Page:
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Biochemical and Virulence Characterization of Viable but Nonculturable Cells of Vibrio parahaemolyticus

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Abstract:

Vibrio parahaemolyticus is a common foodborne pathogen frequently causing outbreaks in summer. Maintenance of virulence by the viable but nonculturable (VBNC) state of this pathogen would allow its threat to human health to persist. This study reports on the change in virulence and concomitant changes in activity of two enzymes and fatty acid profiles when V. parahaemolyticus ST550 entered the VBNC state in the modified Morita mineral salt–0.5% NaCl medium incubated at 4°C. The major change in fatty acid composition occurred in the first week, with a rapid increase in C15:0 fatty acid and saturated/unsaturated ratio while a rapid decrease in C16:1 was observed. The activity level of the inducible protective enzyme superoxide dismutase became undetectable in the VBNC state, whereas that of constitutive glucose-6-phosphate dehydrogenase did not change in either the exponential phase or the VBNC state. Cytotoxicity against HEp-2 cells and a suckling mouse assay showed that virulence was lowered in the VBNC state compared with exponential-phase cells. Longer incubation times were required by the VBNC cells to achieve the same level of virulence as seen in exponential-phase cells. Culturable cells were recovered on selective agar medium from the VBNC cultures injected into suckling mice, probably as the result of in vivo resuscitation. Results of this study add to our understanding of the biochemical and physiological changes that have not been reported when V. parahaemolyticus enters into the VBNC state.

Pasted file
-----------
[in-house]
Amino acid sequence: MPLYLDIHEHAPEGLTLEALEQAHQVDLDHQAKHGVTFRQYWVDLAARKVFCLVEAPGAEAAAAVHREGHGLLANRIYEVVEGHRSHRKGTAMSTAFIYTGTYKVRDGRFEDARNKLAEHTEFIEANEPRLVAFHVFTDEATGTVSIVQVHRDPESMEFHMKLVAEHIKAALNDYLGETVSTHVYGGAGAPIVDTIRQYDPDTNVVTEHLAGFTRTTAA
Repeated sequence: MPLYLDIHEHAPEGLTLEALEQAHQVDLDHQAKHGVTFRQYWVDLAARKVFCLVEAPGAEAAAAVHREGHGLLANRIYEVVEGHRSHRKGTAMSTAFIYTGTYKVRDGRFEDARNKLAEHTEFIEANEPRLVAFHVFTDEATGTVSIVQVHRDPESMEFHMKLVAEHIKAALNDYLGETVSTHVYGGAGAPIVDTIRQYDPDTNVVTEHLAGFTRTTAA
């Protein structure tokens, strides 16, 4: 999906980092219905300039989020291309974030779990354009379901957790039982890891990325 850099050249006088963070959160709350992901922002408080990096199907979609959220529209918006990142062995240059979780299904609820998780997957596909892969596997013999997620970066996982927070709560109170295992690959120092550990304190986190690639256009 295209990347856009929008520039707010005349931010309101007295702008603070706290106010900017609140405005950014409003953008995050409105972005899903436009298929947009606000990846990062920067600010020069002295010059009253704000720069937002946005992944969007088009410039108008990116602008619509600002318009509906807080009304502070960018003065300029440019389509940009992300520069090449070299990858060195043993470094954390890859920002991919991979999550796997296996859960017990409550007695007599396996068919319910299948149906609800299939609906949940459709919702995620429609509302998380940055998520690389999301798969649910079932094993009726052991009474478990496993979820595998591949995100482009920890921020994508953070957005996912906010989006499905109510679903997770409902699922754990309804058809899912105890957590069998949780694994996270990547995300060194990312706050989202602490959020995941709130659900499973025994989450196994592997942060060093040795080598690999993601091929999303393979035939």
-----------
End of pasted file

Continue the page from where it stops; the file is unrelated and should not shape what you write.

Document Type: Research Article

Affiliations: 1: Department of Microbiology, Soochow University, Taipei, Taiwan 111, Republic of China 2: Division of Laboratory Resources Management, Center for Disease Control, Taipei, Taiwan 115, Republic of China 3: Department of Biology, University of North Carolina at Charlotte, Charlotte, North Carolina 28223, USA

Publication date: November 1, 2004

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